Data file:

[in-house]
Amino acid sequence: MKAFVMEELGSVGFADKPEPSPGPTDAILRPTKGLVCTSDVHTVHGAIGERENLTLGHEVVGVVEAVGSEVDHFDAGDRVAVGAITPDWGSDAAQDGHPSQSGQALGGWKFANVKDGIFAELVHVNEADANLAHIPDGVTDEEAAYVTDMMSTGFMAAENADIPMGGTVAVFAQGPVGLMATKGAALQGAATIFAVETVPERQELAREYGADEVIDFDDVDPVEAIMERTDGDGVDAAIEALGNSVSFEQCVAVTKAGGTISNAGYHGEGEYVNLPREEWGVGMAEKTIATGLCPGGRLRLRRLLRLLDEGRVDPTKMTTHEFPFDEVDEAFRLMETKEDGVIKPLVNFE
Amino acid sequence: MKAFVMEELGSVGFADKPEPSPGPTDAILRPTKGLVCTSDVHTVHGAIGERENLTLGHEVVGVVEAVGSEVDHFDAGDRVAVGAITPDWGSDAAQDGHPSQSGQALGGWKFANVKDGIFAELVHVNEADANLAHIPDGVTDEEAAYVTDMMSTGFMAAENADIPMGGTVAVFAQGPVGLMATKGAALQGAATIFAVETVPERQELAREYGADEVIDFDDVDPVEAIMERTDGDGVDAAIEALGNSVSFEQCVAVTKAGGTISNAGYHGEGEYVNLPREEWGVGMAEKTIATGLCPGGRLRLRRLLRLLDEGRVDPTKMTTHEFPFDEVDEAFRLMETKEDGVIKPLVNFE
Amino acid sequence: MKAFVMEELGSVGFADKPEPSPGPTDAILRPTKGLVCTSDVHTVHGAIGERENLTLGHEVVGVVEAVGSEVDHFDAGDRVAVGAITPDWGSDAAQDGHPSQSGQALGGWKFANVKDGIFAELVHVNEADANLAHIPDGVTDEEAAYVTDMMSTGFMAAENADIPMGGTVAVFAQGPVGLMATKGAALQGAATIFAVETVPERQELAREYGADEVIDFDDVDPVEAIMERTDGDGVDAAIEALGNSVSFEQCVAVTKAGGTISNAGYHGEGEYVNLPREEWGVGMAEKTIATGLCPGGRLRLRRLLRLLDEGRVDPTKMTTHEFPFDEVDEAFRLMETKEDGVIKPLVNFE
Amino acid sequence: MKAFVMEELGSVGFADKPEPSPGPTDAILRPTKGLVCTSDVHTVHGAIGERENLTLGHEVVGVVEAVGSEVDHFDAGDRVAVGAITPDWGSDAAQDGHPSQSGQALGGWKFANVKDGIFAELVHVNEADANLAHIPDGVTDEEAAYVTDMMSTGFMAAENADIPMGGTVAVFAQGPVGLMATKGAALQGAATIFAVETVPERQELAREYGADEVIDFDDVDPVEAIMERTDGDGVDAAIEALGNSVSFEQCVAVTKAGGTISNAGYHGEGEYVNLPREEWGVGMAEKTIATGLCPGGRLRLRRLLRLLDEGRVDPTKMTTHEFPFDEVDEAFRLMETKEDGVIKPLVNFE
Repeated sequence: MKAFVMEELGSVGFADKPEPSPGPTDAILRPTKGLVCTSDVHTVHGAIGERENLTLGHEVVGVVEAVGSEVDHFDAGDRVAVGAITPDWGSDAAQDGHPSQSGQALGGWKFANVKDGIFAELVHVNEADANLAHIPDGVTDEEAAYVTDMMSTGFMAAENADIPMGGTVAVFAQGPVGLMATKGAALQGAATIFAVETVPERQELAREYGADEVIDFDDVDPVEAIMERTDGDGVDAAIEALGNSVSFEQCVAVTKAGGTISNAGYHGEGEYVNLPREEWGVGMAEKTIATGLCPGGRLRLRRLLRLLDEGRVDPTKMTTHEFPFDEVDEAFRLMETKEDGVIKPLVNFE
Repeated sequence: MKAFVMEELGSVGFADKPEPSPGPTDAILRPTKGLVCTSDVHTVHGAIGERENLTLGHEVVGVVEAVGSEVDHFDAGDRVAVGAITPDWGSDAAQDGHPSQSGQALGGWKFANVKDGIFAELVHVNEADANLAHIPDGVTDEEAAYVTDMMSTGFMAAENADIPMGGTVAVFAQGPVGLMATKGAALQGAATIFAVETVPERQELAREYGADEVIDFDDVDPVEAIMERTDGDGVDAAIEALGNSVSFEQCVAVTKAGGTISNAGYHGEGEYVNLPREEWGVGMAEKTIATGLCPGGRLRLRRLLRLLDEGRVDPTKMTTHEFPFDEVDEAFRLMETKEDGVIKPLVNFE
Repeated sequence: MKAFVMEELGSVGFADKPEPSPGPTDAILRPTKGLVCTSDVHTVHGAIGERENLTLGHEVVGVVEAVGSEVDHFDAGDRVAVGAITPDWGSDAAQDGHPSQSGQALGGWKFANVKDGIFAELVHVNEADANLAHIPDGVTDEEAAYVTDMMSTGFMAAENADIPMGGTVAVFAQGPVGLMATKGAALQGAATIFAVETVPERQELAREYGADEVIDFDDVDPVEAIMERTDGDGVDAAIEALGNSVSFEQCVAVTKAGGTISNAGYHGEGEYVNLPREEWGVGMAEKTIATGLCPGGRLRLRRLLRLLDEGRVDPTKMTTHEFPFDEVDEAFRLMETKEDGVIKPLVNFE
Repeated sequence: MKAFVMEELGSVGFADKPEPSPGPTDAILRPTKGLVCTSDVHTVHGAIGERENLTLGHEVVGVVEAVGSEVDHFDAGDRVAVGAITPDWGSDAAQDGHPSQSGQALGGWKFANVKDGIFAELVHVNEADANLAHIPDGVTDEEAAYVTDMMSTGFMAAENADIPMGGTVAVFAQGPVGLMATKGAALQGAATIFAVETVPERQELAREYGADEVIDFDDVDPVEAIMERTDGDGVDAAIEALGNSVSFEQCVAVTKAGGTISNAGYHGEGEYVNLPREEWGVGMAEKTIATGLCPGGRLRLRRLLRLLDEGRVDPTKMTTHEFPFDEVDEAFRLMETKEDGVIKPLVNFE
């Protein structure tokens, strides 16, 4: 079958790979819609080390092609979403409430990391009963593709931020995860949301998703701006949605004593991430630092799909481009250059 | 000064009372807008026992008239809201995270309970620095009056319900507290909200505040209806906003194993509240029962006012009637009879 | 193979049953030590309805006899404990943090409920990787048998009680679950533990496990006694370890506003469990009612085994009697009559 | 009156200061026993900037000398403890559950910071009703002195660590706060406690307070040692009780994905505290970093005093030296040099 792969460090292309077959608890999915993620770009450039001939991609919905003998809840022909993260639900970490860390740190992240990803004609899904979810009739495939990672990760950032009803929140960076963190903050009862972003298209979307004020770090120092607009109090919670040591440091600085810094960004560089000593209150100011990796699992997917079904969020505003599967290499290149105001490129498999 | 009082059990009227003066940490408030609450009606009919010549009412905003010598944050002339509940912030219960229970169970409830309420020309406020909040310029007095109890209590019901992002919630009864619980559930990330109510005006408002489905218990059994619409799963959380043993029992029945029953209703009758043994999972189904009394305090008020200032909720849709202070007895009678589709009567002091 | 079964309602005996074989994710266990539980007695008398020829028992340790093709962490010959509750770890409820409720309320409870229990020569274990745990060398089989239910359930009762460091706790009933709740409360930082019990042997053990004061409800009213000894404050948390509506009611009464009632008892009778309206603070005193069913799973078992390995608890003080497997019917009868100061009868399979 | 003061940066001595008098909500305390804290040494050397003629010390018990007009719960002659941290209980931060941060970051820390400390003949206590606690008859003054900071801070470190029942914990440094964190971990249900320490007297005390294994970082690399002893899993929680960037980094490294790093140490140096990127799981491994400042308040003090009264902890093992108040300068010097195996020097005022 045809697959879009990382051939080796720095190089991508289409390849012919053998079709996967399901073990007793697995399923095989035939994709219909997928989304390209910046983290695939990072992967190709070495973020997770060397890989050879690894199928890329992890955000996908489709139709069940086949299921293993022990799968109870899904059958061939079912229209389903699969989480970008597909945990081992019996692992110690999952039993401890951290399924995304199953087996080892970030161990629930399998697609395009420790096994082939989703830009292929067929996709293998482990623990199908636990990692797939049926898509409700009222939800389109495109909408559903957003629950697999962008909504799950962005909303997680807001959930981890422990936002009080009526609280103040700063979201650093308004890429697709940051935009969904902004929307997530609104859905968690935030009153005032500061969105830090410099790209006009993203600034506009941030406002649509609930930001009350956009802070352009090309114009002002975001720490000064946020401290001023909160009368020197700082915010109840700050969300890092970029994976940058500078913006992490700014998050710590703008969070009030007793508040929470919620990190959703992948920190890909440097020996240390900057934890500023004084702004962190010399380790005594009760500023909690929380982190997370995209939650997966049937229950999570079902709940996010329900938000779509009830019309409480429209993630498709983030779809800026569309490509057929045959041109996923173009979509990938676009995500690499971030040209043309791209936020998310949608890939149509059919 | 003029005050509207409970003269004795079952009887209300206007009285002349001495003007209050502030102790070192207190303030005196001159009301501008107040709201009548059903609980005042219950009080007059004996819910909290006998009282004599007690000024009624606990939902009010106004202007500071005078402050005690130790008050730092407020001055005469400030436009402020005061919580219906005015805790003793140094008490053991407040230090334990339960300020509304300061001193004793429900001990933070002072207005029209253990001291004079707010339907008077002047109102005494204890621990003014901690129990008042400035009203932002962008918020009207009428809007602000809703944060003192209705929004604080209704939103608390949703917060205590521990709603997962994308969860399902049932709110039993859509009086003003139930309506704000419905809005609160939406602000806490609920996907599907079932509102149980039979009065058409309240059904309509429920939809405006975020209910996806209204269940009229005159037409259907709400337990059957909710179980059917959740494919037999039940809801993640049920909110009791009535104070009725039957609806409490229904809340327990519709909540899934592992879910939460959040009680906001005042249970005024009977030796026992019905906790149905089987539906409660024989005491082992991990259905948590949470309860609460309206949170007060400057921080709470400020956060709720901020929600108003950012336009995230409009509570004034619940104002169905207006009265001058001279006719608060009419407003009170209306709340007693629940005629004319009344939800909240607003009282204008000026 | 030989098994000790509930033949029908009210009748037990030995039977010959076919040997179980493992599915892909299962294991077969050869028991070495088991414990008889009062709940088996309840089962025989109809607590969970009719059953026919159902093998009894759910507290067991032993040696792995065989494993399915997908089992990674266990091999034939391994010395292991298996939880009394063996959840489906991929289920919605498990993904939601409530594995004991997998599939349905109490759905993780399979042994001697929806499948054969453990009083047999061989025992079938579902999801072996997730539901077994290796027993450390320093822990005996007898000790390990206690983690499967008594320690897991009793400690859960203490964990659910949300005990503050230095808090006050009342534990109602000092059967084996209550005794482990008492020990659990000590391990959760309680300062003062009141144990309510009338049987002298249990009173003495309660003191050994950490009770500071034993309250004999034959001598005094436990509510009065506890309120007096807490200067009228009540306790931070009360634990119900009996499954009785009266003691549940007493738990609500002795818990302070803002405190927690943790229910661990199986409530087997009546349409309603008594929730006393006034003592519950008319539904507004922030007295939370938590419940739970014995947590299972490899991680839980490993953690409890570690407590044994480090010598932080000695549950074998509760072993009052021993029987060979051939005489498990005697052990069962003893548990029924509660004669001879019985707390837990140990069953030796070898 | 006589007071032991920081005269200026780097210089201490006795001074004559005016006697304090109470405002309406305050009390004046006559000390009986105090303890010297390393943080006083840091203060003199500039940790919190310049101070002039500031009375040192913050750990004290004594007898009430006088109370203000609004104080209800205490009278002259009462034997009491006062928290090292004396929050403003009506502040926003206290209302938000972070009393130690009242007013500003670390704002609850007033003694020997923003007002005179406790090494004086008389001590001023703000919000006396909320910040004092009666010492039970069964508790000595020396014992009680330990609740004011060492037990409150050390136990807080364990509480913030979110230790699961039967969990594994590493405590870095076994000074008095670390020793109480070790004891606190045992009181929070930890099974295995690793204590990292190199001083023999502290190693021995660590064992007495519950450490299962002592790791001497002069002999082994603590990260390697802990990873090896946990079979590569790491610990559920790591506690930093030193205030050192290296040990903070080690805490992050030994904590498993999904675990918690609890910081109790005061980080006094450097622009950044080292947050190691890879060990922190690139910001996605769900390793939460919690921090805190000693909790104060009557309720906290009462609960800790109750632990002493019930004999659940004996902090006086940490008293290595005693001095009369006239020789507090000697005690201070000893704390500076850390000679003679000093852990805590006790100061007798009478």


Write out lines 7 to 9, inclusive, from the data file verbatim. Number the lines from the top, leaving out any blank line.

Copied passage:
Repeated sequence: MKAFVMEELGSVGFADKPEPSPGPTDAILRPTKGLVCTSDVHTVHGAIGERENLTLGHEVVGVVEAVGSEVDHFDAGDRVAVGAITPDWGSDAAQDGHPSQSGQALGGWKFANVKDGIFAELVHVNEADANLAHIPDGVTDEEAAYVTDMMSTGFMAAENADIPMGGTVAVFAQGPVGLMATKGAALQGAATIFAVETVPERQELAREYGADEVIDFDDVDPVEAIMERTDGDGVDAAIEALGNSVSFEQCVAVTKAGGTISNAGYHGEGEYVNLPREEWGVGMAEKTIATGLCPGGRLRLRRLLRLLDEGRVDPTKMTTHEFPFDEVDEAFRLMETKEDGVIKPLVNFE
Repeated sequence: MKAFVMEELGSVGFADKPEPSPGPTDAILRPTKGLVCTSDVHTVHGAIGERENLTLGHEVVGVVEAVGSEVDHFDAGDRVAVGAITPDWGSDAAQDGHPSQSGQALGGWKFANVKDGIFAELVHVNEADANLAHIPDGVTDEEAAYVTDMMSTGFMAAENADIPMGGTVAVFAQGPVGLMATKGAALQGAATIFAVETVPERQELAREYGADEVIDFDDVDPVEAIMERTDGDGVDAAIEALGNSVSFEQCVAVTKAGGTISNAGYHGEGEYVNLPREEWGVGMAEKTIATGLCPGGRLRLRRLLRLLDEGRVDPTKMTTHEFPFDEVDEAFRLMETKEDGVIKPLVNFE
Repeated sequence: MKAFVMEELGSVGFADKPEPSPGPTDAILRPTKGLVCTSDVHTVHGAIGERENLTLGHEVVGVVEAVGSEVDHFDAGDRVAVGAITPDWGSDAAQDGHPSQSGQALGGWKFANVKDGIFAELVHVNEADANLAHIPDGVTDEEAAYVTDMMSTGFMAAENADIPMGGTVAVFAQGPVGLMATKGAALQGAATIFAVETVPERQELAREYGADEVIDFDDVDPVEAIMERTDGDGVDAAIEALGNSVSFEQCVAVTKAGGTISNAGYHGEGEYVNLPREEWGVGMAEKTIATGLCPGGRLRLRRLLRLLDEGRVDPTKMTTHEFPFDEVDEAFRLMETKEDGVIKPLVNFE